The Rio Earth Summit took place in
1992 with the aim of bringing about change in the way we used
the Earth’s natural resources. It was clear that pollution
and the destruction of the natural world would have severe
implications for future generations if man did not take stock
of the situation and stop taking from the Earth what could
not be replaced.
Rather than continue on this path of self-destruction, Governments
agreed that policies in the future would have to take into
account any environmental impacts. This has lead to some positive
initiatives and a greater awareness and concern about environmental
issues and sustainability.
Three major agreements aimed at changing traditional approaches
to development were adopted in Rio. These agreements were:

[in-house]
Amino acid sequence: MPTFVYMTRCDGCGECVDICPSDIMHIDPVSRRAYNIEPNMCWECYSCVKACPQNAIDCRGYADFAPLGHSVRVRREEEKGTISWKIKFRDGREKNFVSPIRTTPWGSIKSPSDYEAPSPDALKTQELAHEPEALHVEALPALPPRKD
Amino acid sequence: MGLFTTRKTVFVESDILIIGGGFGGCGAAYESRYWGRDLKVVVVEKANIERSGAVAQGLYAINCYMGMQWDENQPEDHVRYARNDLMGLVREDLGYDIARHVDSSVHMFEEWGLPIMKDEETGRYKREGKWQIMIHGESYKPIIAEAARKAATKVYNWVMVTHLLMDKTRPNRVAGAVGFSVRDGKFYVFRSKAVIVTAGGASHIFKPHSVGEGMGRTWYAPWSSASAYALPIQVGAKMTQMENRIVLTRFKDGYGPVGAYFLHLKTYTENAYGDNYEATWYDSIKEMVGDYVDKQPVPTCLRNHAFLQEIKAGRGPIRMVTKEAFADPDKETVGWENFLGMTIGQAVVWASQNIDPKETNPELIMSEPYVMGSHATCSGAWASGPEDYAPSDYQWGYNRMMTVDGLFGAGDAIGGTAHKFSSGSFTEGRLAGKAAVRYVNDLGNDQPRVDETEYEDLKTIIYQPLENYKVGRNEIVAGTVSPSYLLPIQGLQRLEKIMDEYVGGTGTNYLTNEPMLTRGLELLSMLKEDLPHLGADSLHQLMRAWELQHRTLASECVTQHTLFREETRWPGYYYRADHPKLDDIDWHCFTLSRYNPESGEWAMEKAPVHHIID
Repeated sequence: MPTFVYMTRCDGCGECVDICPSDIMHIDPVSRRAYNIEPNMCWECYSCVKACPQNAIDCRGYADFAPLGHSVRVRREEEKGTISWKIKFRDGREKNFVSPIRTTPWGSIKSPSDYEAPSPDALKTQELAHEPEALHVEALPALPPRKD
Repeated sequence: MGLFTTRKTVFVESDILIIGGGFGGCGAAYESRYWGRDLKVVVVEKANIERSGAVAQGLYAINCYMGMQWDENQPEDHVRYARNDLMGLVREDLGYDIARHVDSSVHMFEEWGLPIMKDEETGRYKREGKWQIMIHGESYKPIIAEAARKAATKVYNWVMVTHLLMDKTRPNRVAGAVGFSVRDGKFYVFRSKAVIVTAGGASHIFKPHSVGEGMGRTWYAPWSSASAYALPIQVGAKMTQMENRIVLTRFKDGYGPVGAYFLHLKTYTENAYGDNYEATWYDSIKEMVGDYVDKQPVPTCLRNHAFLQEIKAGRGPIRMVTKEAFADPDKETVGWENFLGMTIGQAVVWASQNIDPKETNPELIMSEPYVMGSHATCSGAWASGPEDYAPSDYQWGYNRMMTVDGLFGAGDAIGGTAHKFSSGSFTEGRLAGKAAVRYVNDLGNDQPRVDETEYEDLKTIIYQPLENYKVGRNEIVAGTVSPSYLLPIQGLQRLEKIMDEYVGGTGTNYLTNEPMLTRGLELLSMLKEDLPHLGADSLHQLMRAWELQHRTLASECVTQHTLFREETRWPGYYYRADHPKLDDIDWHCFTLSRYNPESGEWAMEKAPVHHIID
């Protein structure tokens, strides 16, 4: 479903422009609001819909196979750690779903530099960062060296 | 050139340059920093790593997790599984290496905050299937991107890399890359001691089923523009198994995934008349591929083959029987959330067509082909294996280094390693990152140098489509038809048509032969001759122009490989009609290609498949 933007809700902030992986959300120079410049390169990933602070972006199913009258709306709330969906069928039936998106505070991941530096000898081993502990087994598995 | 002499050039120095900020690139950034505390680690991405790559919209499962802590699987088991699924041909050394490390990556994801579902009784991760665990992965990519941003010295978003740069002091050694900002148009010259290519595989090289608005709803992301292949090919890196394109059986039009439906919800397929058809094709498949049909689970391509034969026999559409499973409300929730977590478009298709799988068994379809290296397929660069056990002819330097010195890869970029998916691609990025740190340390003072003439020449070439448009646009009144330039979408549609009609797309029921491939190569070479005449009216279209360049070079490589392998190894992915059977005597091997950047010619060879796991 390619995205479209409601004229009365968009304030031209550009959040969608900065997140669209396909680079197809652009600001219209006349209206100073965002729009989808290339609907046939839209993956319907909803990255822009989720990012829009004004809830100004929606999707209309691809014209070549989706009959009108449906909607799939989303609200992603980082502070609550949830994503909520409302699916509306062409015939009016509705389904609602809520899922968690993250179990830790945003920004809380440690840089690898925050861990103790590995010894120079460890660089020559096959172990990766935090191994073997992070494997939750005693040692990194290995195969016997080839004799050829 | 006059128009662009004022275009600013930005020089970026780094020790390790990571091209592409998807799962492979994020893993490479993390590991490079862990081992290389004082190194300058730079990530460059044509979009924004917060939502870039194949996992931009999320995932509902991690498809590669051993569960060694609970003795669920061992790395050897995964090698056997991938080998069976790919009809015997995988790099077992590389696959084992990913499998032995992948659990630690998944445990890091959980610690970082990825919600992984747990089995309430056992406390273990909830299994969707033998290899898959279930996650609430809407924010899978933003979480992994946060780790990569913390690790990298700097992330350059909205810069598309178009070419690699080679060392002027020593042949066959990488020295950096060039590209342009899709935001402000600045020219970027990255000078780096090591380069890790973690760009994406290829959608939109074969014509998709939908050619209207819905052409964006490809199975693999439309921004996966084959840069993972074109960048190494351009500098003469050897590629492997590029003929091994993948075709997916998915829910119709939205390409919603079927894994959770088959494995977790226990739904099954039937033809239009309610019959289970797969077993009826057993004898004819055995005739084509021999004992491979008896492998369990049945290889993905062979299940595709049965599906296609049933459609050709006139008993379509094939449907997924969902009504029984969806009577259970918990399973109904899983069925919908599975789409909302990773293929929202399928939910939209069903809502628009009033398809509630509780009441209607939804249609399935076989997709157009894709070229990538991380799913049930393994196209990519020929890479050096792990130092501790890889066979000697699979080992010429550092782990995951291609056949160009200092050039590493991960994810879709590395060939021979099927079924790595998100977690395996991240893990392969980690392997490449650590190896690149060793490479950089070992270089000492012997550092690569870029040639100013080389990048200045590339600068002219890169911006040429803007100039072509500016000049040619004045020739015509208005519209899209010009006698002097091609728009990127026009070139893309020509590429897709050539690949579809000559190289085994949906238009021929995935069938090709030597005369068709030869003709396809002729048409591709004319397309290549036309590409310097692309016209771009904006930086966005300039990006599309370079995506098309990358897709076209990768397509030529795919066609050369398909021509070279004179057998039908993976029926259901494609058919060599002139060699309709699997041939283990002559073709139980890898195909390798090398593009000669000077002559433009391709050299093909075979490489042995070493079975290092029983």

Agenda 21, which addressed the problems of sustainable development
on a worldwide scale,
The Rio Declaration on Environment and Development, which
was a series of principles outlining the rights and responsibilities
of different States, The Statement of Forest Principles, which
aimed to ensure the sustainable management of forests worldwide.
In addition to these three agreements, and addressing the
problems of climate change and biodiversity loss, two legally-binding
Conventions were opened for signature. These two Conventions
The United Nations Framework Convention on Climate Change,
The Convention on Biological Diversity
This Convention led to the Kyoto Treaty being drawn up in
Japan in 1997 legally binding industrialised nations to reduce
worldwide emissions of greenhouse gases by an average of 5.2%
below their 1990 levels over the next ten years.
After the US pulled out of the Treaty in 2001, it looked
as though the treaty would be left in ruins. However, a compromise
was reached within four months with nearly 180 nations opting
for a scaled-down version of the Treaty.